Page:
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Lights! Camera! Conference!

After writing Conventional Wisdom: The Attendee’s Guide to Making the Most of Trade Shows, Conferences, and Conventions and offering it for Kindle on Amazon, I received an email from journalist, Nichola Clark. Nichola asked if she could quote me for an article she was writing for Virgin Australia’s in-flight magazine, Voyeur.

Her article, “Conferencing: a curtain-raiser,” discussed all of the different roles involved in organizing a successful conference. She tagged me to present the attendee’s side of making a conference successful.

“Although there is no one-size-fits-all for how to get the best out of a conference, Jim Bob Howard, author of Conventional Wisdom: The Attendee’s guide to Making the Most of Trade Shows, Conferences and Conventions, says it usually boils down to four key objectives: meeting people, getting business, learning something new and experiencing somewhere new. ‘Take advantage of the social offerings and make it easy to stay in touch,’ Howard says. ‘Business cards are important, but there are some great mobile apps out there, which will help you exchange information via a digital handshake.’ Twitter makes exchanging information and continuing conversations very easy, so display your Twitter handle prominently.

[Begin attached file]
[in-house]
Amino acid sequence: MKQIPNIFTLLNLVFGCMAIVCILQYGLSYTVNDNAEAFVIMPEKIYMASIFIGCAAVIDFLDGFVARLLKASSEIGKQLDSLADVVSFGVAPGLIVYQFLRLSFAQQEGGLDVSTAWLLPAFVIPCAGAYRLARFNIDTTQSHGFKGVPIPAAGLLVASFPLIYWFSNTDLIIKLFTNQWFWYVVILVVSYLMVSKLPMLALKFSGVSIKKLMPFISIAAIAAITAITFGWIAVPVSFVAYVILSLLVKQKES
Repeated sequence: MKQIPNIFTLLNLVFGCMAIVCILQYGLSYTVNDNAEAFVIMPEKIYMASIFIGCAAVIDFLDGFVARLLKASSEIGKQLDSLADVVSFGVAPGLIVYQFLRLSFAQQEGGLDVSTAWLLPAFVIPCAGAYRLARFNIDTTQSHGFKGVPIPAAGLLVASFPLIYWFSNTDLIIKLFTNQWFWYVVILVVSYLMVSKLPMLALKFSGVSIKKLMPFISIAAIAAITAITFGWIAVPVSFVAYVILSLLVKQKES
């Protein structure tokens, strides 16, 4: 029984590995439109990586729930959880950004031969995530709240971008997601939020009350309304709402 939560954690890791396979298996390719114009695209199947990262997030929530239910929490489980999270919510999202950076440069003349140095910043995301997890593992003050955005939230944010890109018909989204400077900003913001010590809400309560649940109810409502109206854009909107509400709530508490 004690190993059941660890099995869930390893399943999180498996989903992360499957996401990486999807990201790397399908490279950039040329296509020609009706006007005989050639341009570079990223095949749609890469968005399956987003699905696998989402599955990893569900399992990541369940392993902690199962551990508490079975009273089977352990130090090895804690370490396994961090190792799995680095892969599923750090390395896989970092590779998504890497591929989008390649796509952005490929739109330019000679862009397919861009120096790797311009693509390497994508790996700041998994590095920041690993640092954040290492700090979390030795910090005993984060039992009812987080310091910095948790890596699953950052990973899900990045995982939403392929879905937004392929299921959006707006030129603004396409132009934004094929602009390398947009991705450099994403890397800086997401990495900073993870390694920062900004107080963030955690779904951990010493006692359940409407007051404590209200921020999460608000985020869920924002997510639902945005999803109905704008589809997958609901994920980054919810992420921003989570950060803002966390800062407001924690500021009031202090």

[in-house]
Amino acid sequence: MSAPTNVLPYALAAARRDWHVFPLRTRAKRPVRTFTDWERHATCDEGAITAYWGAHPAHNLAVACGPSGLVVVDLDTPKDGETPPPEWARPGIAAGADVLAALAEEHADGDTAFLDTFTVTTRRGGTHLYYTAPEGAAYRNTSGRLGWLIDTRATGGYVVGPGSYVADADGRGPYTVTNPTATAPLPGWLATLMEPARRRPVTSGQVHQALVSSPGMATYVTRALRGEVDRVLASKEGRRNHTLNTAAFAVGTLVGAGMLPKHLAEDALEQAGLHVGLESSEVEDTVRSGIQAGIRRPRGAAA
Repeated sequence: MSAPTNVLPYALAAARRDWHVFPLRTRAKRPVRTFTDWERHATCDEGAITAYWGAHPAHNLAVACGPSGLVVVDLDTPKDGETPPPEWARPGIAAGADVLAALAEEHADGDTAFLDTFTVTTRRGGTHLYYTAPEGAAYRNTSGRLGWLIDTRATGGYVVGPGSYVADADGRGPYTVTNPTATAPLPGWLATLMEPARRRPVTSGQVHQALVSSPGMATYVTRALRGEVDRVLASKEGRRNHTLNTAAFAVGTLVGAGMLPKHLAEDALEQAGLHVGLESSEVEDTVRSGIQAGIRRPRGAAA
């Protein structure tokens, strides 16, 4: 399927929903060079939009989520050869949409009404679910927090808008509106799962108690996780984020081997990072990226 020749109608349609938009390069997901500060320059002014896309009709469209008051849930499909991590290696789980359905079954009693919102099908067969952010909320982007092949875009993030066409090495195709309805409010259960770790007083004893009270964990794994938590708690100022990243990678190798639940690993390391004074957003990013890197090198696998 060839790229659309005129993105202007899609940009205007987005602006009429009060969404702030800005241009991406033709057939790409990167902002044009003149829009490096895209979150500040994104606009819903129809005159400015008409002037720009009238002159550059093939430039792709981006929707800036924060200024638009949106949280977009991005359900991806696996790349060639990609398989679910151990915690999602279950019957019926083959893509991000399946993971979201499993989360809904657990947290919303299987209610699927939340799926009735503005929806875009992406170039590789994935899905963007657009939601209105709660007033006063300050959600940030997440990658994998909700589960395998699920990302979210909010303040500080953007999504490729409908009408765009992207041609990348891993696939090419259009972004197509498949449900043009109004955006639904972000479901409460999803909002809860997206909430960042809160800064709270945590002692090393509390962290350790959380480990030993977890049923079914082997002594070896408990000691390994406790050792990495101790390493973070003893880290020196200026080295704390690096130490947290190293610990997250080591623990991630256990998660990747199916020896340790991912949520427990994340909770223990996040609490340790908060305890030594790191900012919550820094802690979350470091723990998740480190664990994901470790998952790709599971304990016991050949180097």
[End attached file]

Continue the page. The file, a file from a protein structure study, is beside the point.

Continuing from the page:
Voyeur - Feb 2013

Virgin Australia – Voyeur

“For most conference attendees, Howard says, business development is not the top priority. ‘Have an elevator pitch ready to share if the need arises,’ Howard says. ‘But try to only share it when people ask. You’re building relationships, not shooting game.’

“Learning something new, Howard believes, is usually the main stated reason for attending conventions, whether it’s improving a part of your daily how-to, complying with changing regulations, or implementing an innovative product. ‘Check the sessions before travelling so you can make a schedule of the ones you don’t want to miss,’ he says. ‘Enter those sessions into your phone and set alerts (on vibrate) to remind you when to head to the next one.’

“But be careful not to overextend yourself, take regular breaks and make the most of meeting people. An easy trick to starting conversations, Berkun suggests, is opening with a question such as ‘”What’s the best talk you’ve seen so far?”, which usually lets you reciprocate, forcing you to review what you’ve learned and what you remember. You can watch lectures online and read blogs, but what you can’t get elsewhere are new friends and colleagues. You can’t work on finding those if you’re sitting on your butt every waking minute listening to lectures,’ he laughs. ‘If you’re bored in a session, it’s usually okay to leave and find another one, or even better, talk to the people who were bored too and are out in the hallway.’

“Finally, if you’re lucky enough to be in a new city, don’t forget to explore. Says Howard: ‘Whether it’s taking in a show, enjoying natural beauty, or simply trying a local cuisine, make time to enjoy your destination.'”

Read the rest of the article: Virgin Australia Voyeur – Feb. 2013, pages 110-118.


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